SpaceX expanded the range and speed of its tests since we last reported the mounting of Booster 9 on the Starship OLM more than a week ago.
In the first Starship flight test, the base of the Orbital Launch Mount (OLM) was significantly damaged due to the thrust impact and heat of Super Heavy Raptor engines. This event also scorched the water deluge system under the base.
Super Heavy Booster 9 went through a propellant load test. While SpaceX performed a cryogenic pressure-proof test on Starship 28.
Starship OLM Water Deluge System Test
It took months to repair the OLM. SpaceX redesigned and upgraded the water deluge system as well during this phase. This new and enhanced Starship deluge system was tested on Friday.
SpaceX CEO Elon Musk posted the following short video of the Starship water deluge system test on his social media platform X (formerly Twitter).
“New water deluge system to protect against the immense heat & force of Starship launch,” Elon Musk tweeted the reason for the development and testing of this new system.
This system can be called a “rocket flame deflector system” as well. It will help deflect the flames and protect OLM from getting damaged such as the one we saw after the 1st Starship orbital launch attempt.
However, the new water deluge system was tested while Booster 9 was mounted on the OLM and the engines were turned off. This system will demonstrate its reliability only when it’s used during the launch as Raptor engines ignite at their full thrust potential.
The following video that Elon Musk posted has no sound. SpaceX removed the sound probably because a very loud noise was heard during the test (video with sound by NASASpaceFlight below).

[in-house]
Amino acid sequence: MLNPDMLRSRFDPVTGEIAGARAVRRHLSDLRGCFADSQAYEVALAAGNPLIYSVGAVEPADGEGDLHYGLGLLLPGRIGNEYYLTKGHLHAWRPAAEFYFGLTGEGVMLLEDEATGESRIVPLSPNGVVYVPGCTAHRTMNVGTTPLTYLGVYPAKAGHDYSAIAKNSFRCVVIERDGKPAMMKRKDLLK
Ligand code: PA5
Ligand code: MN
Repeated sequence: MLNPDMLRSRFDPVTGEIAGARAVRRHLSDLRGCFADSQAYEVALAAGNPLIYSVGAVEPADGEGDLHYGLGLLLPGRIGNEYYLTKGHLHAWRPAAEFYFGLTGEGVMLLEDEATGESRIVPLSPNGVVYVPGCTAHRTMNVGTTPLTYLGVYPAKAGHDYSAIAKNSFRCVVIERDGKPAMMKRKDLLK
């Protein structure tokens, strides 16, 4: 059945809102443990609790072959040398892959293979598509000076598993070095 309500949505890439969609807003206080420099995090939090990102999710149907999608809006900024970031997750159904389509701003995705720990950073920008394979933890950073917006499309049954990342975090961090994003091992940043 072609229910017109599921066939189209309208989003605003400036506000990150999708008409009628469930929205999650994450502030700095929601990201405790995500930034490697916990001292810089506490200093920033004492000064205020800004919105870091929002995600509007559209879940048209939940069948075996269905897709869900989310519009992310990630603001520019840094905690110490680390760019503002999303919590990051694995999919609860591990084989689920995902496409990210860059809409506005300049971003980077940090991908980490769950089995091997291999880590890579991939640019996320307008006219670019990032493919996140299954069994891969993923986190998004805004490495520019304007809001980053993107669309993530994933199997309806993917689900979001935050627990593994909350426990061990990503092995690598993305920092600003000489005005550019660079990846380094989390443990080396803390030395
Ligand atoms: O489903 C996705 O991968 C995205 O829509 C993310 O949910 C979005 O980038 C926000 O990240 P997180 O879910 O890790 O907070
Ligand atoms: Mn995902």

This deafening sound is not produced by the water release under the OLM, it is coming from the tank farm that releases a large amount of nitrogen during the test.
Booster 9 Propellant Load / Cryo Test
SpaceX performed a propellant load/cryo test on Booster 9 as it was fully loaded with liquid oxygen (LOX) and nitrogen. This test determines the rocket booster’s capacity to withstand the propellant pressure before it embarks on a live mission.
In the live test recording video by NASASpaceFlight below, we see a super-cold liquid oxygen frost line appearing first at the bottom of Booster 9 and going upwards as the rocket is filled with cryogenic propellant.
In a real flight, methane is loaded with liquid oxygen — also called Methalox in short by the SpaceX community.
Interestingly, after the Booster 9 cryogenic test, a meteor was also seen at Starbase in the evening. Hint: You can find the meteor around the middle of the following video (blink and you’ll miss it).
SpaceX is performing these tests rapidly one after the other in preparation for the 2nd Starship orbital flight test. Starship 25 already went through a 6-engine static fire test in June. The next major milestone will be a Booster 9 33-engine static fire test on the road to the next Starship flight attempt.
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